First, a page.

Towards a Pedagogy for Teaching Computer Ethics in Universities in Bahrain
This study presents a critical investigation into the teaching of computer ethics. A qualitative pluralistic approach (a mixture of qualitative approaches) was used to investigate case studies of teaching computer ethics to university-level students from Bahrain. The main issue was that ethics to Arabs and Muslims is a matter of religion than a matter of philosophy whereas the dominant perception in the academic literature which discussed computer ethics teaching is that computer ethics is a form of practical philosophy and hence separate from religion. In order to shed light on this, the study investigated computer ethic’s perceptions and teaching practices which were occurring in universities in Bahrain. The study found that the issue was not a matter of perception but rather a matter of confusion and a misconception. Computer ethics was being confused with morality, religion, basic computer skills to name just a few. And such confusion was causing computer ethics to gradually disappear from the curriculum and become substituted with concepts which were not necessarily capable of building students’ ethical thinking. The study recommends that computer ethics teachers and policy makers from Bahrain distinguish computer ethics from religion, morality and from any other concept and identify it as an independent field of study, also teachers need to involve their students in social and ethical analysis of various kinds so that students understand that ethics is not a set of rules on what is forbidden and allowed aimed at providing straightforward answers to a given problem but rather ethics is a ‘cognitive tool’; a mechanism through which different competing ethical theories and standards are used to reflect on a given problem.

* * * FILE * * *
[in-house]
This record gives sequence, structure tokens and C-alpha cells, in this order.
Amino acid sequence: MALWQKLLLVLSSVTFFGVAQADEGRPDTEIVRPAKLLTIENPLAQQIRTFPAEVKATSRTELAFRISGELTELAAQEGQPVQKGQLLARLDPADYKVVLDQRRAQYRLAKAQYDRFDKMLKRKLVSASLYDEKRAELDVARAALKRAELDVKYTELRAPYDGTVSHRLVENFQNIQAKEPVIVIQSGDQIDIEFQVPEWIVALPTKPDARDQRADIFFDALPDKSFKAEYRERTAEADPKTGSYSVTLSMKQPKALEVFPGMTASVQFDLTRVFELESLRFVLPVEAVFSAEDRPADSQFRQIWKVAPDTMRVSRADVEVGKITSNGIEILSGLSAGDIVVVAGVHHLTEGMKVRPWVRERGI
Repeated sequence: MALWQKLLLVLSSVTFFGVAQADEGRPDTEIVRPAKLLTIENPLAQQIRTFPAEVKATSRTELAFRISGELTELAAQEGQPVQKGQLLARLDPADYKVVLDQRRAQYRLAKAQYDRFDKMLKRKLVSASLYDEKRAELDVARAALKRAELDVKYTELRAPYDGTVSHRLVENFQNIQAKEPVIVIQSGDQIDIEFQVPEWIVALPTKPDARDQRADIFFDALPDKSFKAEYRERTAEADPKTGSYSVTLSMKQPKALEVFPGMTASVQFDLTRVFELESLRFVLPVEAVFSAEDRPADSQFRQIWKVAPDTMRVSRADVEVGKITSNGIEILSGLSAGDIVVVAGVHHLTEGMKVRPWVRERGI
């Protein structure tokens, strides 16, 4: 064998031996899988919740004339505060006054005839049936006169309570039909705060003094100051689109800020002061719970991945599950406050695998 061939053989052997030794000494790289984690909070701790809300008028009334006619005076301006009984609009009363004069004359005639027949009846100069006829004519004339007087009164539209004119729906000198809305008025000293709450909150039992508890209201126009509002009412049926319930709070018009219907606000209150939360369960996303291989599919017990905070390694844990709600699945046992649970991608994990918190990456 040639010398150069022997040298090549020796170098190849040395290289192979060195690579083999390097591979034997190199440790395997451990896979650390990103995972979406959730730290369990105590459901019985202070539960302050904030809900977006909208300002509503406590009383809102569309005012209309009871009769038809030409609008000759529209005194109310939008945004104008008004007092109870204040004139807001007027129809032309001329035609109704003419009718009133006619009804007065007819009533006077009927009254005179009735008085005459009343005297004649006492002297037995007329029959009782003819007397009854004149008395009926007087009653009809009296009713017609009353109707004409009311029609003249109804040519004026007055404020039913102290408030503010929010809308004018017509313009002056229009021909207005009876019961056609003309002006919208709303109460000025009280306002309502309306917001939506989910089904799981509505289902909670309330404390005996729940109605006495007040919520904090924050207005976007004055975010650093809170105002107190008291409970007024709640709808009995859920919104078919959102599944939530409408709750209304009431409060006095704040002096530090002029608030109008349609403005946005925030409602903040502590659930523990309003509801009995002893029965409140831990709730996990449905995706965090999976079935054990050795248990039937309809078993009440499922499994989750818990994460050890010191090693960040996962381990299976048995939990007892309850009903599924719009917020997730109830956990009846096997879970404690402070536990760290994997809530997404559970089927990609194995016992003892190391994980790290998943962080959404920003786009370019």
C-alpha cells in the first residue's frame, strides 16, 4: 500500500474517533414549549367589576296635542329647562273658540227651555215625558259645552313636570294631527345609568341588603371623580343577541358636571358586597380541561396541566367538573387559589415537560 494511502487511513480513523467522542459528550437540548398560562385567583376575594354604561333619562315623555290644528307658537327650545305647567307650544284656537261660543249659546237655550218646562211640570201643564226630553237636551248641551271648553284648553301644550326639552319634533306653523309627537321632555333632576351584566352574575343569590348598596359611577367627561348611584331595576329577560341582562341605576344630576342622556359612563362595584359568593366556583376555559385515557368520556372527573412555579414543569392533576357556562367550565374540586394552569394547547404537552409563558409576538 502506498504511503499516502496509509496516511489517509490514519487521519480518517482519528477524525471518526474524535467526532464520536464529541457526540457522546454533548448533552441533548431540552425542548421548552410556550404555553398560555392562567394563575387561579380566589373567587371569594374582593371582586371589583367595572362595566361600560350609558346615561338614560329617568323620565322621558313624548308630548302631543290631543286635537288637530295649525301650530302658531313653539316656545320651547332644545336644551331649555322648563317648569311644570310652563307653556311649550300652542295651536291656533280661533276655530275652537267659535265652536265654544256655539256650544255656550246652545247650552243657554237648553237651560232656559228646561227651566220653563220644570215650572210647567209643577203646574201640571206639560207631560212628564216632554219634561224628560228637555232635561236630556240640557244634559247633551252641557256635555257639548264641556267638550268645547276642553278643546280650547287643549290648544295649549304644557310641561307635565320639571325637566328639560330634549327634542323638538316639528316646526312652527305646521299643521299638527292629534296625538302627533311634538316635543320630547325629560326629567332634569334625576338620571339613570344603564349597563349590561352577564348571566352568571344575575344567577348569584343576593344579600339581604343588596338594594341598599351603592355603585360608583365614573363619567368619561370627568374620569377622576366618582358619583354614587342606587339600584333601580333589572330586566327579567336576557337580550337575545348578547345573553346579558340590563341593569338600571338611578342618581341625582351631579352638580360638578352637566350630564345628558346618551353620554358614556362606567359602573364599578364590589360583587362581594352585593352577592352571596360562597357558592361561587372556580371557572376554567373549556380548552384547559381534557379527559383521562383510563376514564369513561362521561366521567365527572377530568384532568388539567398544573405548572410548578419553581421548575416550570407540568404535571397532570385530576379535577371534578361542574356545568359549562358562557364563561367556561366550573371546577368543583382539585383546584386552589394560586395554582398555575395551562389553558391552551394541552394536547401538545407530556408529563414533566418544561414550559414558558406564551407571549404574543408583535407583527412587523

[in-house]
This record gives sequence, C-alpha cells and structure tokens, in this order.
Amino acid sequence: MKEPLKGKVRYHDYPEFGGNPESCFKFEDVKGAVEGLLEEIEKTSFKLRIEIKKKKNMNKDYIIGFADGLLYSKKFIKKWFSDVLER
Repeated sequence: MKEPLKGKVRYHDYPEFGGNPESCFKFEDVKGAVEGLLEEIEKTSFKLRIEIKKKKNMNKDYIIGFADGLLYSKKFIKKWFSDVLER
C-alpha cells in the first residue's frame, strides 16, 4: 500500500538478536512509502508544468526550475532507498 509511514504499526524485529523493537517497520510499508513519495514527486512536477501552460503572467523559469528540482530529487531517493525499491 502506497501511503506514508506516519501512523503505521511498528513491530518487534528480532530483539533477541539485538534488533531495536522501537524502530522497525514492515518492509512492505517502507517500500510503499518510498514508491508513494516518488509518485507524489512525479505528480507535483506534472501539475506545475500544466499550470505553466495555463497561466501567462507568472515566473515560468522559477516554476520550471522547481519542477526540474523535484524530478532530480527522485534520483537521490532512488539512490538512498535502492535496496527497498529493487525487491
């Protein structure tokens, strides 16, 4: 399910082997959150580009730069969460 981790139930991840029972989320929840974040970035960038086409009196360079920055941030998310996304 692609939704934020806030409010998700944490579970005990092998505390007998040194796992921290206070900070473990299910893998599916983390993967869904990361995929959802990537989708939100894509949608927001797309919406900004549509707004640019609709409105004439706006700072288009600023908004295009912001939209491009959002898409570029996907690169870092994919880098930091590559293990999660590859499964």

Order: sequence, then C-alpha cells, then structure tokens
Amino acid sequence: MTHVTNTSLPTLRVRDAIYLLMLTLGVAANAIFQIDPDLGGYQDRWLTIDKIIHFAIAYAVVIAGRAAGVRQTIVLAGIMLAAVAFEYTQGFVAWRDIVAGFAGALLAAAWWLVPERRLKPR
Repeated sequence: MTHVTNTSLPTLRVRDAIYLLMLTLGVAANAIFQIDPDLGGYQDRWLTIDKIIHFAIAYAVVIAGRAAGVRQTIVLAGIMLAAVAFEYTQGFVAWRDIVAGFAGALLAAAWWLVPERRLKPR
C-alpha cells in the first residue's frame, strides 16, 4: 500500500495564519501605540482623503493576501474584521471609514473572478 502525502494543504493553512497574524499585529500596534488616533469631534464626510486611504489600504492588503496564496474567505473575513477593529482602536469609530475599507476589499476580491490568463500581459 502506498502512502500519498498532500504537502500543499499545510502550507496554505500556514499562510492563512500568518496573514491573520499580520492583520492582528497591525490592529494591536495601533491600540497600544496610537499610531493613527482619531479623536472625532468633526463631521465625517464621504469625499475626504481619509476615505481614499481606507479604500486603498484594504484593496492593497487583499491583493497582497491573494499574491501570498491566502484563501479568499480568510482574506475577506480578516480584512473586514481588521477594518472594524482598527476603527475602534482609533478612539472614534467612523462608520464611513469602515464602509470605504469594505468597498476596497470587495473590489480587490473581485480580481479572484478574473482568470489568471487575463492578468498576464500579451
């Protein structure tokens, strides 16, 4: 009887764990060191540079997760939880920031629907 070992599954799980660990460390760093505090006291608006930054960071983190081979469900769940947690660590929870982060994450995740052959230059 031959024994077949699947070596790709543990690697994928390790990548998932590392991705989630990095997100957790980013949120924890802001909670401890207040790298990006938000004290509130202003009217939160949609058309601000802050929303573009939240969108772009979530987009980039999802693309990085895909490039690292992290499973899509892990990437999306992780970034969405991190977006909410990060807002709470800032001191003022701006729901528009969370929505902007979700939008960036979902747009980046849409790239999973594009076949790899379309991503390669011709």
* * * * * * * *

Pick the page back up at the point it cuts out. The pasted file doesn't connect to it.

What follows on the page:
- PhD